Archive for the ‘Earth Day’ Category

Conservation Awareness

Posted by heidi08 On April - 17 - 2015Comments Off on Conservation Awareness

What a great article from Troy Alabama. I won’t say of all places because Alabama is the site of the most important fine EVER for removing a beaver dam and destroying the habitat of the rare watercress darter. Looks like the city of Troy learned nothing from their northern cousin’s misfortune.

Dam destruction raises concern

The city of Troy tore down a beaver dam beside McKinley Drive near the walkway that connects the Edge apartment complex to campus.

Vaughn Daniels, environmental services director for the city of Troy, said the city worked with the Alabama Department of Conservation and Natural Resources to make sure the dam removal was environmentally safe.

 The beavers were not killed, Daniels said.  According to Daniels, the dam was a threat to the road.

 After the beaver dam was removed, the pond it created drained.

 Members of Troy University’s Environmental Club moved animals from the remains of the pond to the Lagoon.

 “In one day out there doing a visual survey, we saw 3-foot grass carp, sunfishes, red-winged blackbirds, belted kingfishers, musk turtles, pond sliders, gray and green tree frogs, Eastern garter snakes, as well as a huge female great horned owl,” said Tanner Stainbrook, a senior ecology and field biology major from Huntsville and a member of the Environmental Club, in an email. 

Members of the Environmental Club have voiced concern about the effects tearing down the dam will have on the area.  “The big thing is that this eliminated the major wetland ecosystem in the area,” Stainbrook said. “This mud hole, in two days, will be just that. There’ll be no water left.”

Group members said they were concerned that this may harm the great horned owl’s habitat, as the owl fed on the frogs in the pond.

A university, an environmental club, and a sympathetic reporter. Something tells me these beavers might be making a splash. I spent time yesterday tracking all the major players so I could make sure they new about solutions and consequences of dam removal. I haven’t heard anything back, but I’m hopeful. And it gave me a new idea for responding to these stories. Since we review every beaver report that’s written every year, we may as well give notice to the best and the worst beaver articles of each caagory. Gradually notify contenders that they’re in the running and pick the winners in January. I already got Robin excited about the idea and she’s going to help! I took the liberty of inspiring myself for the project with some graphics this morning. Hahaha! Aren’t they fun?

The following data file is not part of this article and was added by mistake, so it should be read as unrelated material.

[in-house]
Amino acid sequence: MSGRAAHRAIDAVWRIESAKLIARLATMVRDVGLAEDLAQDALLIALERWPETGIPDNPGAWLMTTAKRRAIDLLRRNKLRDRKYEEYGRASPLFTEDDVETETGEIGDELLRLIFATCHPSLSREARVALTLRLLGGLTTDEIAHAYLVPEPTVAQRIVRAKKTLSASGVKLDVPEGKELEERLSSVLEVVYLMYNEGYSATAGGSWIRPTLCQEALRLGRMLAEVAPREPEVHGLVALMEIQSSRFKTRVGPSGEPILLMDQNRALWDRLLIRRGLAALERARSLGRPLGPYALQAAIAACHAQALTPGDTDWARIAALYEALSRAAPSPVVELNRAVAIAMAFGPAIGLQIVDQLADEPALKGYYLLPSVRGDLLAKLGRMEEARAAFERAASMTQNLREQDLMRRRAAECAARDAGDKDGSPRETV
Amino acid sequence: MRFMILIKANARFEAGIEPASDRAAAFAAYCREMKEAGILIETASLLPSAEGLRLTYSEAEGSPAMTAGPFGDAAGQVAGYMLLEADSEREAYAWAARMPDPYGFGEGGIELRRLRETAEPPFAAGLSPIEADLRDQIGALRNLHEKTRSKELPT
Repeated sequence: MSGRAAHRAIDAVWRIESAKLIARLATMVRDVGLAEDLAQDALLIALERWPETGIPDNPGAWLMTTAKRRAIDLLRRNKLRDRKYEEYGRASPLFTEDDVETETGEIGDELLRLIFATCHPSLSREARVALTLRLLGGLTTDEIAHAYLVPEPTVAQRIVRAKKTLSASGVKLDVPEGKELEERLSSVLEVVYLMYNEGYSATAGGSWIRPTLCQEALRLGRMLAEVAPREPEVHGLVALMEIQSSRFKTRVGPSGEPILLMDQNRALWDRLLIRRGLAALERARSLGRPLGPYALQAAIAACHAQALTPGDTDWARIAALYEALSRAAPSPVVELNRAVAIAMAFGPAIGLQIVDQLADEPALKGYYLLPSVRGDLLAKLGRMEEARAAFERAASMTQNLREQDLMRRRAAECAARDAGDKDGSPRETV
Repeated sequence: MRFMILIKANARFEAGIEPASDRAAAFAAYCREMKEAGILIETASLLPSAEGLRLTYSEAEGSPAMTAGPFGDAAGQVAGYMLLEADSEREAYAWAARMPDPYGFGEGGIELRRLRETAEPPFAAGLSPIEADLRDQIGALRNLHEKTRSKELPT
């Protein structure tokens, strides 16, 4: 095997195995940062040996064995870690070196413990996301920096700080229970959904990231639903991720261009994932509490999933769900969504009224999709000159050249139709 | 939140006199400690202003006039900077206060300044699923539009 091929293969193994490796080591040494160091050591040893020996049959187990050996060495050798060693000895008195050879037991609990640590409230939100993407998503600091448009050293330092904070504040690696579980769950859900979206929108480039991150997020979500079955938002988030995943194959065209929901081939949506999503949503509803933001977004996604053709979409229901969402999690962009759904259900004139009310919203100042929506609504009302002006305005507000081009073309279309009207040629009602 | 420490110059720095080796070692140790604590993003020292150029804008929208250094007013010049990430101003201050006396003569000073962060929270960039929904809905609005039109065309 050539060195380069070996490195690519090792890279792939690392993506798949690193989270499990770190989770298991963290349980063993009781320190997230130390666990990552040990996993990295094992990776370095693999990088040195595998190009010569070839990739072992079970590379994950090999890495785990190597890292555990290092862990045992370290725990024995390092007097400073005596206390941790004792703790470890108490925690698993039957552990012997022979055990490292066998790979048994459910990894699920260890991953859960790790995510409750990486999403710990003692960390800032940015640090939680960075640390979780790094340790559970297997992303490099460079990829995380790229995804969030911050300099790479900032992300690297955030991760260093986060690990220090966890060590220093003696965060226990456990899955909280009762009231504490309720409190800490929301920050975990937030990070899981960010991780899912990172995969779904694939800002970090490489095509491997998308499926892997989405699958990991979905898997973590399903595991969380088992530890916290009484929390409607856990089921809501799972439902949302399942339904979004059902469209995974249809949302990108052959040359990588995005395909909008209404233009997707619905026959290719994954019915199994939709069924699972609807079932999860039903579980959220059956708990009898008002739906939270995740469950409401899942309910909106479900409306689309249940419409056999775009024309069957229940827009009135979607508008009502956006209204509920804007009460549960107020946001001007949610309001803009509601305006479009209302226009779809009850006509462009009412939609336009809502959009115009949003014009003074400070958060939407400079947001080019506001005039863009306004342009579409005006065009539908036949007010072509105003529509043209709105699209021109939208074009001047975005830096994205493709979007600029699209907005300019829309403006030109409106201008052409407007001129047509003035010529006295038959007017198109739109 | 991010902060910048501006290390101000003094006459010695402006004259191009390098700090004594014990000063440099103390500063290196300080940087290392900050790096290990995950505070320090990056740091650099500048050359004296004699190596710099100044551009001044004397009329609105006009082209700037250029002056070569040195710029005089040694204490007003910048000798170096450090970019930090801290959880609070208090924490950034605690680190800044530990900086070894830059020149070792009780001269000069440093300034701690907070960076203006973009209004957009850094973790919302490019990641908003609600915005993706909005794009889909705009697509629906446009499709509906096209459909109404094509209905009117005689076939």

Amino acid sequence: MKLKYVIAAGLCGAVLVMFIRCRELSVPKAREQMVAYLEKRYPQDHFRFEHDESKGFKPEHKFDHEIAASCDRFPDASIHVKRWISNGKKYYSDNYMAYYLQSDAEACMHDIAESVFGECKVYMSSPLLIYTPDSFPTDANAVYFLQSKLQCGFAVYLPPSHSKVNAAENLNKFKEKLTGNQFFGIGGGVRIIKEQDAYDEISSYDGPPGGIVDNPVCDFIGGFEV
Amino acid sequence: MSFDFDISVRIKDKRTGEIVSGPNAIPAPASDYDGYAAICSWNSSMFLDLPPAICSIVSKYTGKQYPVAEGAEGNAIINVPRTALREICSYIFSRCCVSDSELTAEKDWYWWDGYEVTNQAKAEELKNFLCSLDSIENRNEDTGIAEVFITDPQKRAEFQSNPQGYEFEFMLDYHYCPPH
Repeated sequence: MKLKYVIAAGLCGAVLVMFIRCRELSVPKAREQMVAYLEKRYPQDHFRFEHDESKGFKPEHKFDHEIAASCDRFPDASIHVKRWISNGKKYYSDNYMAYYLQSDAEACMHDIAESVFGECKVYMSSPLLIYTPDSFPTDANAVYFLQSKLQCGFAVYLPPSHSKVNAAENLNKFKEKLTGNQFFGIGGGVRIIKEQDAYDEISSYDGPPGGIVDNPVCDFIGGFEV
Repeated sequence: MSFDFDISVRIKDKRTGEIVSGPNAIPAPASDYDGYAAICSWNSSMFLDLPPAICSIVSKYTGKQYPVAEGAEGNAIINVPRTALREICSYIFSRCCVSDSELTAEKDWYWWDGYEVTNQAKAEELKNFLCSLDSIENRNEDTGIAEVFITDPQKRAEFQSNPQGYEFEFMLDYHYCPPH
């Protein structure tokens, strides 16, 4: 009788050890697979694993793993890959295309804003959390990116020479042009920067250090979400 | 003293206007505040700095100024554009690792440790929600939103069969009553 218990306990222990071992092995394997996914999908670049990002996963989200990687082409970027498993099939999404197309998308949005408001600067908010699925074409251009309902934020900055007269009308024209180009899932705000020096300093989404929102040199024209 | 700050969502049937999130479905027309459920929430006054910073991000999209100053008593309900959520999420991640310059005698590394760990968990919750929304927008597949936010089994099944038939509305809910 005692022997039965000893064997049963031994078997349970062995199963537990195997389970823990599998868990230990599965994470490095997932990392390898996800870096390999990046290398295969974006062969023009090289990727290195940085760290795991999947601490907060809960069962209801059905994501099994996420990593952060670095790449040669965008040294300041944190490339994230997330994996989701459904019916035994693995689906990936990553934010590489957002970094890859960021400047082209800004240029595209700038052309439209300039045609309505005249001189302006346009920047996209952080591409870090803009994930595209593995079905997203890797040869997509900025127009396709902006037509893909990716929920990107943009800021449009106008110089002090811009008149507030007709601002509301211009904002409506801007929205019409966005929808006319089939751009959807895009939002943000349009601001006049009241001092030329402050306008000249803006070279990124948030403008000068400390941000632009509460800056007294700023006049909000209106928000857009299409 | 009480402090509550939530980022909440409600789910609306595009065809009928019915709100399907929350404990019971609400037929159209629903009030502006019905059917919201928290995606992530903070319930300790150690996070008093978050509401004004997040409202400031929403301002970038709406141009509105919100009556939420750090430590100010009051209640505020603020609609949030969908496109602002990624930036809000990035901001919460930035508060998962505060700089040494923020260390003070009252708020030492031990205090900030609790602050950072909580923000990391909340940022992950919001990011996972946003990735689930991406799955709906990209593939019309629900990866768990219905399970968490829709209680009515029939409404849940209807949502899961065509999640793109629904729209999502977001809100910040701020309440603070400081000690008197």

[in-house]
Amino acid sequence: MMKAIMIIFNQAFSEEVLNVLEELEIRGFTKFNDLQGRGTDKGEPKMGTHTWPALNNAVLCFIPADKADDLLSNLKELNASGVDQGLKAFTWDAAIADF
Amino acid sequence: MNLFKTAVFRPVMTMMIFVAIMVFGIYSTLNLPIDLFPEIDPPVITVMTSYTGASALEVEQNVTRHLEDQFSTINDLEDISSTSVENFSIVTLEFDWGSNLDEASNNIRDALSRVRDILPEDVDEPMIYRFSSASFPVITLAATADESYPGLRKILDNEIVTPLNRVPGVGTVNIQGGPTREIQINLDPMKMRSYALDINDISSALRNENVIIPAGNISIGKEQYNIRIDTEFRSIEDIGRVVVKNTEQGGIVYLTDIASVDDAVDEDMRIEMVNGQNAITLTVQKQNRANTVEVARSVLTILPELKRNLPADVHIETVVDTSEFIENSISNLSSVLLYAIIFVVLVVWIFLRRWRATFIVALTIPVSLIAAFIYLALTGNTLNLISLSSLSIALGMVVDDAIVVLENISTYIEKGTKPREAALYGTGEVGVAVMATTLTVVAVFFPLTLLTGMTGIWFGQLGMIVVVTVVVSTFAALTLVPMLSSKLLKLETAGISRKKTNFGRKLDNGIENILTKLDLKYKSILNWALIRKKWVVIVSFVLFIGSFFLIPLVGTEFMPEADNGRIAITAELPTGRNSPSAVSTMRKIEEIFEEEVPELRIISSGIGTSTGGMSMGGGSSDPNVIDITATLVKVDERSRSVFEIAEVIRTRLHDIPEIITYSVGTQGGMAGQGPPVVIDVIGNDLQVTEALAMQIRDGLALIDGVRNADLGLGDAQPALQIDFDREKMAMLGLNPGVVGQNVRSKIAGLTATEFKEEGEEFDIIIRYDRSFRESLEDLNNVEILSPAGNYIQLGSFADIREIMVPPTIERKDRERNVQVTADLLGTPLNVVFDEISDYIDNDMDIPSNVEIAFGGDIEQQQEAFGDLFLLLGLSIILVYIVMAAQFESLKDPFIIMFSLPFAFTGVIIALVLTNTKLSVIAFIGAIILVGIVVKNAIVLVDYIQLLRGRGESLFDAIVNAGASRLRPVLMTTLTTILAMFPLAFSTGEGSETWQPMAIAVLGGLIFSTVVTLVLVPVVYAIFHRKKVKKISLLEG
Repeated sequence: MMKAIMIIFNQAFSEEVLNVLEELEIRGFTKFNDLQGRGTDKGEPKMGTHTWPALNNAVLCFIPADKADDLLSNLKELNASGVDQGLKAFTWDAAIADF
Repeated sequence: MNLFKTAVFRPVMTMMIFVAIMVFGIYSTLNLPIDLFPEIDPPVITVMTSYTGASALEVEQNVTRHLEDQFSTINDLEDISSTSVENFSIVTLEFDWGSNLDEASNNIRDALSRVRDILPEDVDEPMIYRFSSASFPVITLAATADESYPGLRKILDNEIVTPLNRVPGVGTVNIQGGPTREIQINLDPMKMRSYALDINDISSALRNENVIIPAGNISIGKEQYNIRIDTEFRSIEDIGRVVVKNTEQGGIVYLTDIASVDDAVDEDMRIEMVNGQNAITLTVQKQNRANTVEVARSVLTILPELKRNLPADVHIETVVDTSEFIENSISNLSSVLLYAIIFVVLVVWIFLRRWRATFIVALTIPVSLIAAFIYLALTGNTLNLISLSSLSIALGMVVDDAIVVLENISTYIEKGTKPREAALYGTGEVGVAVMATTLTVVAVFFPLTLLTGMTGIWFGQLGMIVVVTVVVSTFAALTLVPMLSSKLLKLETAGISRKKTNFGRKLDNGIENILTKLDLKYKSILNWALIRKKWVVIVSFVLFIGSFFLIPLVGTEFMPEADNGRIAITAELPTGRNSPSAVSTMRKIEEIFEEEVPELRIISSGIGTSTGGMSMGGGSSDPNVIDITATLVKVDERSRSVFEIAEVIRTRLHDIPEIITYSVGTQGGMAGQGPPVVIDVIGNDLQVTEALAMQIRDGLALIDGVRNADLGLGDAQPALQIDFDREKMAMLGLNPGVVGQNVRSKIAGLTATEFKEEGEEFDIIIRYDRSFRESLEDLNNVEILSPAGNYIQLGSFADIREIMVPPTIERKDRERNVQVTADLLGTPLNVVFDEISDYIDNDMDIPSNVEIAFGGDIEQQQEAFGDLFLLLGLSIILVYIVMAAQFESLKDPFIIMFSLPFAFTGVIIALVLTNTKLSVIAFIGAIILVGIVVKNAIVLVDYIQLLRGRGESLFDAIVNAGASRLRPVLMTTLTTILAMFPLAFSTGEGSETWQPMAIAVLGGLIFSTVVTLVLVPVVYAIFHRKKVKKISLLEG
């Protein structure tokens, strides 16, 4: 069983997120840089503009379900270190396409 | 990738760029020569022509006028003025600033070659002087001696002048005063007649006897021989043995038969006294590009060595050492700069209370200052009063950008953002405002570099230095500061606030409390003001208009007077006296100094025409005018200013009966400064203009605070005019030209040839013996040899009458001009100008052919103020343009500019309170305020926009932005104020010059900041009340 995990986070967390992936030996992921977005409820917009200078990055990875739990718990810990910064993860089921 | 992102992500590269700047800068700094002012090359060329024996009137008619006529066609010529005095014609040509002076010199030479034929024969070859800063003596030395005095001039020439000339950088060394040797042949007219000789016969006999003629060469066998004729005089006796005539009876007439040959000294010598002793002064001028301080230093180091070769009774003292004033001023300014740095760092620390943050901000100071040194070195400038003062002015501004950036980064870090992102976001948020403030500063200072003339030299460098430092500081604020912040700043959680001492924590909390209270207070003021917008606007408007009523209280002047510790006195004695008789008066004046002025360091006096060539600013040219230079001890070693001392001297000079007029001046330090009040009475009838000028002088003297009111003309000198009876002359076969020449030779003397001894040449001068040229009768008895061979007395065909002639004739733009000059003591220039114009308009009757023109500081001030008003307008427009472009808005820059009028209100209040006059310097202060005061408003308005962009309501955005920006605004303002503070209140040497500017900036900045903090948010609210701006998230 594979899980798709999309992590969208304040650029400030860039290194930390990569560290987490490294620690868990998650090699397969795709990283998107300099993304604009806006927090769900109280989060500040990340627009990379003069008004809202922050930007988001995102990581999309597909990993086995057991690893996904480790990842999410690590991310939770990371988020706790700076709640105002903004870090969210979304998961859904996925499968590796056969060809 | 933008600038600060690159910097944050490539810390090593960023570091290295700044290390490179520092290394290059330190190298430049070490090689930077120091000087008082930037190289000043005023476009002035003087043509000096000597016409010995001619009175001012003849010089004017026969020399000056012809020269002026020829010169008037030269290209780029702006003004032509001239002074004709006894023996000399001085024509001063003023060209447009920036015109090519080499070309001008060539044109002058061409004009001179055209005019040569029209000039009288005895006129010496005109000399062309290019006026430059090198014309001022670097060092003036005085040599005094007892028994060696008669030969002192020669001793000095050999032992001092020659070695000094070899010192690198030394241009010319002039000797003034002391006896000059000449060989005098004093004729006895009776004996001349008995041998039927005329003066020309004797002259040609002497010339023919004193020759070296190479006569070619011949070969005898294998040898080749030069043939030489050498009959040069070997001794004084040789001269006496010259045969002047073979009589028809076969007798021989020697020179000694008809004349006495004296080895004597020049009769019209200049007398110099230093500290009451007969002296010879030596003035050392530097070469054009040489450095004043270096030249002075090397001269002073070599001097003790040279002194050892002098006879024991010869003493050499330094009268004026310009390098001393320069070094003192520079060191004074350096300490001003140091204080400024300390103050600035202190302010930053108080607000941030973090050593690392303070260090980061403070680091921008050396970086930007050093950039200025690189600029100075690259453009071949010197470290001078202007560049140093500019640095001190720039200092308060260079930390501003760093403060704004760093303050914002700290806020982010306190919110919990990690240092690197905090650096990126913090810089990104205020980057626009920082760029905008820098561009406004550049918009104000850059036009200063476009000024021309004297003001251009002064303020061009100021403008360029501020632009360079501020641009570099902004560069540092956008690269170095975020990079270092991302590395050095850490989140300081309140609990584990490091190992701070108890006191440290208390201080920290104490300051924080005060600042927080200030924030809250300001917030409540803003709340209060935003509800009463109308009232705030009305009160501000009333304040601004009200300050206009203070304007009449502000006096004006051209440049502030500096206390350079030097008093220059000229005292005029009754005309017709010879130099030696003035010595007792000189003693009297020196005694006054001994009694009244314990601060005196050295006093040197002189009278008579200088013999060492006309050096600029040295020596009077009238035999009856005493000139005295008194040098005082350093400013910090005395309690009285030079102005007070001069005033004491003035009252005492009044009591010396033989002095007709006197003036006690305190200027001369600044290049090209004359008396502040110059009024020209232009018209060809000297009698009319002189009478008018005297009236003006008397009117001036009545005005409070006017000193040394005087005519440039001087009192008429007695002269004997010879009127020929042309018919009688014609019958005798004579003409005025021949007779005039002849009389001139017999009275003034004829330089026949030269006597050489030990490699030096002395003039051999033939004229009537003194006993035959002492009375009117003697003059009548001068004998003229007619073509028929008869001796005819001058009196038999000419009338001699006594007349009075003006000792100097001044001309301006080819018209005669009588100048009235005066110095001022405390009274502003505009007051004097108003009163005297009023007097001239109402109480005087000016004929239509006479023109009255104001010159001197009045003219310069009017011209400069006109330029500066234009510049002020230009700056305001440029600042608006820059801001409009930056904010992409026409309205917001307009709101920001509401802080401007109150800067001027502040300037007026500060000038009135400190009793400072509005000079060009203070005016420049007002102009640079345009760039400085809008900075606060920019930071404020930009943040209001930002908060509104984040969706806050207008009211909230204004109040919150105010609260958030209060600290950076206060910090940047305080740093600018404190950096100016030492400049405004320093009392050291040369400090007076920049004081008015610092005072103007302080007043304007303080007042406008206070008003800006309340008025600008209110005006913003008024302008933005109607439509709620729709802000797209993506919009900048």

best beaver bylinebad beaver byline

A less pleasant article came out of Norway yesterday about one of the many hazards of beaver life. It’s nice to see it written about respectfully though  (except for the headline).

Timber! Beaver crushed by tree it was felling


The unlucky beaver trapped under a birch. Photo: Beate Strøm Johansen

A beaver in Norway has been crushed to death after misjudging which way the tree it was gnawing down was going to fall.

 Beate Strøm Johansen, a Zoologist at the Agder Natural History museum in Kristiansand on the southern tip of Norway, was called to the scene after a local logger stumbled upon the unfortunate animal.

 “This beaver has been extremely unlucky,” she told The Local. “I hope it’s not something that happens very often for the beavers’ sake.”

 Johansen said that beavers normally have an uncanny ability to predict when and where a tree is likely to fall.

 “When the tree is falling they have to jump aside so the tree doesn’t hit them. Instinctively, they should know where it is falling, but sometimes they don’t know which way to jump,” she explained.

I might be strange, but it seems almost kind of sweet to read this article. As if it mattered that a beaver was killed by a tree when we all know sooo many are killed on purpose. Yes trees are unpredictable, and I’m not sure beavers have any uncanny abilities to know where they’re falling except practice and luck. As the old saying goes, that which doesn’t kill you makes you stronger.

Now it’s time to invite you to the birthday Earthday event at John Muir tomorrow. The event information is here for you to print. The guest speaker is going to be Beth Pratt for the wildlife federation, the winner of the conservationist of the year is going to be our friend Camilla Fox, and the non-profit of the year is going to be our friends at the River Otter Ecology Project. My congressman is getting a lifetime legacy award, which we hope he will be able to pick up in person. At the moment my office is literally surrounded with art supplies for our ‘build your own totem’ project. Rusty from Napa is coming to help with our booth and 57 other environmental exhibits will be on hand to celebrate the day. Plus Frank Helling as John Muir, which is sooo appealing. Whatever your planning tomorrow stop right now and plan to come. It will be an amazing day.